Selection from – On the Improvement of the Understanding (Page 3)

Spinoza's Words: (about those worldly "goods")


By sensual pleasure the mind is enthralled to the extent of quiescence, so that it is quite incapable of thinking of any other object... The attainment of riches and fame is not followed as in the case of sensual pleasures by repentance, but, the more we acquire, the greater is our delight (but) if our hopes happen to be frustrated we are plunged into the deepest sadness. Fame has the further drawback that it compels its votaries to order their lives according to the opinions of their fellow-men, shunning what they usually shun, and seeking what they usually seek.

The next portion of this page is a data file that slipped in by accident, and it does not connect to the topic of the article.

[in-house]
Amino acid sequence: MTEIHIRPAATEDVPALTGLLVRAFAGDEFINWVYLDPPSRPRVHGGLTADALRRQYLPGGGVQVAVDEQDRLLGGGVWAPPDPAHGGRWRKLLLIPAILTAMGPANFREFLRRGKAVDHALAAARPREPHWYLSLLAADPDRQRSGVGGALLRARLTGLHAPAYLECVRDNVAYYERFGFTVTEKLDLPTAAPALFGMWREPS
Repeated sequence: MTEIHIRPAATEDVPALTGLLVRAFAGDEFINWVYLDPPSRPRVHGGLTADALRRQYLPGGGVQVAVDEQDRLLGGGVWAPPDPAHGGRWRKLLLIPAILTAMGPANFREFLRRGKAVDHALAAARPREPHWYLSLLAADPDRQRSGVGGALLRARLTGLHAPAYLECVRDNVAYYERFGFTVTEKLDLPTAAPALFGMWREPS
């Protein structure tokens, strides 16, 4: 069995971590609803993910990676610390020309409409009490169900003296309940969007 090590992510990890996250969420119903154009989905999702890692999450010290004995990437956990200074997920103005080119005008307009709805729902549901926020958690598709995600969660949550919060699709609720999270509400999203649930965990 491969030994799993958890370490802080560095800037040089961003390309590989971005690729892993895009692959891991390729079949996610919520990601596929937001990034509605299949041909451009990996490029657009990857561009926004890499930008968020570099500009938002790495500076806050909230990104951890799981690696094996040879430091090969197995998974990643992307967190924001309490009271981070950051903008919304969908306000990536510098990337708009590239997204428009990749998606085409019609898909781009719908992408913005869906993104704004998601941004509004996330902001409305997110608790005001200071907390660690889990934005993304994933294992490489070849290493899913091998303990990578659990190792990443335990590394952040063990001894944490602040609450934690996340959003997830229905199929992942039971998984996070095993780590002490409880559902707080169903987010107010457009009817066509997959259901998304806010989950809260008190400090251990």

These things which people call "good" have their drawbacks. Sensual pleasures pursued brings ennui and can result in diminished health. Riches may be lost to vagaries of chance. Fame puts one in the hands of others.